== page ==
In a recent article posted to the medRxiv* preprint server, scientists analyzed the differences between severe acute respiratory syndrome coronavirus 2 (SARS-CoV-2) rebound associated with the Omicron BA.2.12.1 and BA.5 sublineages post-Paxlovid therapy in the United States (US).
The Food and Drug Administration (FDA) has approved Paxlovid for treating mild-to-moderate SARS-CoV-2 infection. The Centers for Disease Control and Prevention (CDC) published a Health Alert Network Health Advisory in May 2022 on the possibility of coronavirus disease 2019 (COVID-19) rebound following Paxlovid therapy.
The SARS-CoV-2 Omicron BA.5 sublineage has become the predominant viral variant in the US from June 2022. Moreover, it was more immune to neutralizing antibodies than the prior Omicron BA.2.12.1 subvariant. There are still unanswered questions regarding how the Omicron BA.2.12.1 and BA.5 subvariants differ in COVID-19 rebound following Paxlovid treatment.
About the study
The present retrospective cohort research aimed to compare the risks of COVID-19 rebound in individuals who had SARS-CoV-2 infections during the BA.2.12.1 and BA.5 subvariant predominance phases in the US after receiving Paxlovid treatments.
The team leveraged the TriNetX Analytics COVID-19 Research Network platform, which has access to real-time and nationwide de-identified electronic health records (EHRs) of 98 million distinct patients from 76 healthcare institutions with outpatient and inpatient facilities spread throughout 50 US states. This platform covered individuals in diverse age groups, geographic locations, ethnic and racial groups, insurance types, and income levels.
The study included 15,913 patients aged 12 years or older who were COVID-19-infected between 8 May 2022 and 18 July 2022 and treated with Paxlovid within five days of infection. The study population was split into two groups: 1) the BA.5 group, which included 5,161 subjects who contracted COVID-19 between 19 June 2022 and 18 July 2022, when Omicron BA.5 was the dominant variant; and 2) the BA.2.12.1 group, which included 10,752 subjects who contracted COVID-19 between 8 May 2022 and 18 June 2022, when Omicron BA.2.12.1 was the dominant variant.
The authors compared the chances for SARS-CoV-2 rebound outcomes in the BA.2.12.1 and BA.5 groups pre- and post-propensity-score matching for factors including age, gender, and ethnicity relevant to SARS-CoV-2 infections and outcomes. They monitored rebound COVID-19 and symptoms from two to eight days post-Paxlovid treatment, and Kaplan-Meier survival analysis was used to calculate the likelihood of outcomes.
Besides, Cox's proportional hazards model was employed for comparing two groups. According to a comparison of time to event frequencies, the team used the 95% confidence intervals (CIs) and hazard ratio (HR) to characterize the relative risk of rebound outcomes. On 4 August 2022, all statistical analyses were performed in the TriNetX Advanced Analytics Platform using the survival package of R software, version 3.2-3.
According to the study results, the only difference between the Omicron BA.2.12.1 and BA.5 cohorts was that the BA.5 group included a higher proportion of Hispanics. However, the two groups were comparable following propensity-score matching.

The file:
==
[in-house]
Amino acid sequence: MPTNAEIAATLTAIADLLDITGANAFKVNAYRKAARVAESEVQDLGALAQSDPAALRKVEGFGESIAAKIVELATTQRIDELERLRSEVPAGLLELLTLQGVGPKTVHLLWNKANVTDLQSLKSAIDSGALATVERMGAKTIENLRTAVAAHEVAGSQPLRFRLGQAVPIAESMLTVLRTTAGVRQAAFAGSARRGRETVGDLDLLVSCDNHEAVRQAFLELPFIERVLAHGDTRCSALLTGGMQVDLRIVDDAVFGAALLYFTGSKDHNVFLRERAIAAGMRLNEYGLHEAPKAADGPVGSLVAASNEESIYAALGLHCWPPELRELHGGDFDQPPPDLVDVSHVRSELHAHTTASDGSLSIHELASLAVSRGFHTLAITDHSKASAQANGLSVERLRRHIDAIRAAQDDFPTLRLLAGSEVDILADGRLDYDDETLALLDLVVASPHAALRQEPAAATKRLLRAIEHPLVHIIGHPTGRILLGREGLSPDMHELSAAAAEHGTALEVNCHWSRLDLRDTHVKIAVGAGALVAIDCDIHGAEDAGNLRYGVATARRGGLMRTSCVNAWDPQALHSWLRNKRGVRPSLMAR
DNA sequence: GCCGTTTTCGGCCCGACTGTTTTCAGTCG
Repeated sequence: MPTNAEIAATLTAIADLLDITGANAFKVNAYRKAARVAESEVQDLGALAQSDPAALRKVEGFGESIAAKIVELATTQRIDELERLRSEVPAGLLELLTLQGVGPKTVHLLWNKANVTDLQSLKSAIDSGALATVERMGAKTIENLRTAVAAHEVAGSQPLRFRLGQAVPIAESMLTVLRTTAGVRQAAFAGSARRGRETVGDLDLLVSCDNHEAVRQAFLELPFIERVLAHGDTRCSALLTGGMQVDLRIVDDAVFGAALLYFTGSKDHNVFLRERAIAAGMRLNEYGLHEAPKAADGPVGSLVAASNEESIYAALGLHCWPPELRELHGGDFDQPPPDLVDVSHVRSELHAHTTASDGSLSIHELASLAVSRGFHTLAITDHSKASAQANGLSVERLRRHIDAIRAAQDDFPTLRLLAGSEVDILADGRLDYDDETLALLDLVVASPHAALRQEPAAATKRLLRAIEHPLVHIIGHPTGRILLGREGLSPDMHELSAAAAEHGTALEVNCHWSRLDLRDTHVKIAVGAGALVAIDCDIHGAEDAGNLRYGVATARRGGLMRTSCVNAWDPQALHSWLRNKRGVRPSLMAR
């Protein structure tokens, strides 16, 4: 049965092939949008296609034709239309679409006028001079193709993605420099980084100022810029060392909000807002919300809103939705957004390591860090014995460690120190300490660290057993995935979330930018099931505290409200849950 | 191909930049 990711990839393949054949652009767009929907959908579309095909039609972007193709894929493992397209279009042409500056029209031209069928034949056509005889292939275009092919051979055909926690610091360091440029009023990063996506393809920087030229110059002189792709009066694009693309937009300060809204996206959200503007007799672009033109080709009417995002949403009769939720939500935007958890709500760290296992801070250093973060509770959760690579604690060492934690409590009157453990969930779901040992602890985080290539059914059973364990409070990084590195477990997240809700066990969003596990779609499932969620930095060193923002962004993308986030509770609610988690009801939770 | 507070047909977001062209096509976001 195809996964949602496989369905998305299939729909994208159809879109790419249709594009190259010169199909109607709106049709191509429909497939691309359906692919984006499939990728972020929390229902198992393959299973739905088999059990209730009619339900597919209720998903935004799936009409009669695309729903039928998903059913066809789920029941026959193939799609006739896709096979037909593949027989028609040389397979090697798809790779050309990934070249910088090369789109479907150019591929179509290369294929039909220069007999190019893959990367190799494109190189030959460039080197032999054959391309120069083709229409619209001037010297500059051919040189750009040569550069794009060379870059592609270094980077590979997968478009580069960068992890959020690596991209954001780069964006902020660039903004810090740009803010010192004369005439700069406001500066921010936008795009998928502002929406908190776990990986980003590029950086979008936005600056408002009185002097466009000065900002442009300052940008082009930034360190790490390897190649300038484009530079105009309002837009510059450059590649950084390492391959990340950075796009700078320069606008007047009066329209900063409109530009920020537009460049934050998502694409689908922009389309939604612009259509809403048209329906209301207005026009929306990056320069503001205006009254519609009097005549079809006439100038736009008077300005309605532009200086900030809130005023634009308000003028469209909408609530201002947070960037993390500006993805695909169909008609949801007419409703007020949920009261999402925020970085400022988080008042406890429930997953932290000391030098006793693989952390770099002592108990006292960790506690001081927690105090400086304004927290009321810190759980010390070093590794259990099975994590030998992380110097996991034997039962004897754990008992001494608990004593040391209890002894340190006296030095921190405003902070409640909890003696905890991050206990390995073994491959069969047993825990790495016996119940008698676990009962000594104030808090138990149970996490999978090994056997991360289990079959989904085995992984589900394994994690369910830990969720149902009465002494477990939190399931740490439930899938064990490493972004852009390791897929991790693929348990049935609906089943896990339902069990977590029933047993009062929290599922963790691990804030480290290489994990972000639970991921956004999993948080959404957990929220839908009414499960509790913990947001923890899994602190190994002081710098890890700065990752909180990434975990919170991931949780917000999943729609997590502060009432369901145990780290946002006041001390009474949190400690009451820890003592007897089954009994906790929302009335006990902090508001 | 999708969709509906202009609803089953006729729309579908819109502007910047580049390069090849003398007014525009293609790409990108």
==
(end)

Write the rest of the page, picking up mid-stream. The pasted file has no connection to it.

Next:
In the BA.2.12.1 cohort and the BA.5 cohort, the cumulative probability of SARS-CoV-2 rebound infection two to eight days following Paxlovid therapy was 3.42% and 2.81%, respectively. The BA.5 group had a higher immediate threat of rebound symptoms versus the BA.2.12.1 group, but there was no difference in the likelihood of rebound infections. Following propensity-score matching, the BA.5 cohort had higher immediate odds of rebound infections and symptoms versus the matched BA.2.12.1 group.
The study limitations include the possibility of under-, mis-, and overdiagnosis across patient EHRs. Besides, variables like medication adherence and treatment regimen completion were unmeasured. Nevertheless, according to the authors, since the TriNetX dataset served as the source for both comparison populations, these problems might not significantly impact the relative risk assessments.
Additionally, patients in the TriNetX database might not accurately reflect the total US population. Furthermore, the cumulative risks of SARS-CoV-2 rebound recorded in EHRs were possibly significantly underestimated relative to the actual prevalence. The researchers mentioned that this undercount might not prominently impact the comparison of immediate risks between the BA.2.12.1 and BA.5 cohorts. Nonetheless, they stated the study results require verification across other populations.
The study findings showed that the Omicron BA.5 group had higher rates of SARS-CoV-2 rebound infections and symptoms two to eight days following Paxlovid treatment than the propensity-score matched BA.2.12.1 group. The team noted that as SARS-CoV-2 evolves with consecutive subvariants increasingly resistant to antibodies, COVID-19 rebounds following Paxlovid treatment demands vigilant, continuous monitoring. Similarly, lengthier Paxlovid therapy also requires assessment.
medRxiv publishes preliminary scientific reports that are not peer-reviewed and, therefore, should not be regarded as conclusive, guide clinical practice/health-related behavior, or treated as established information.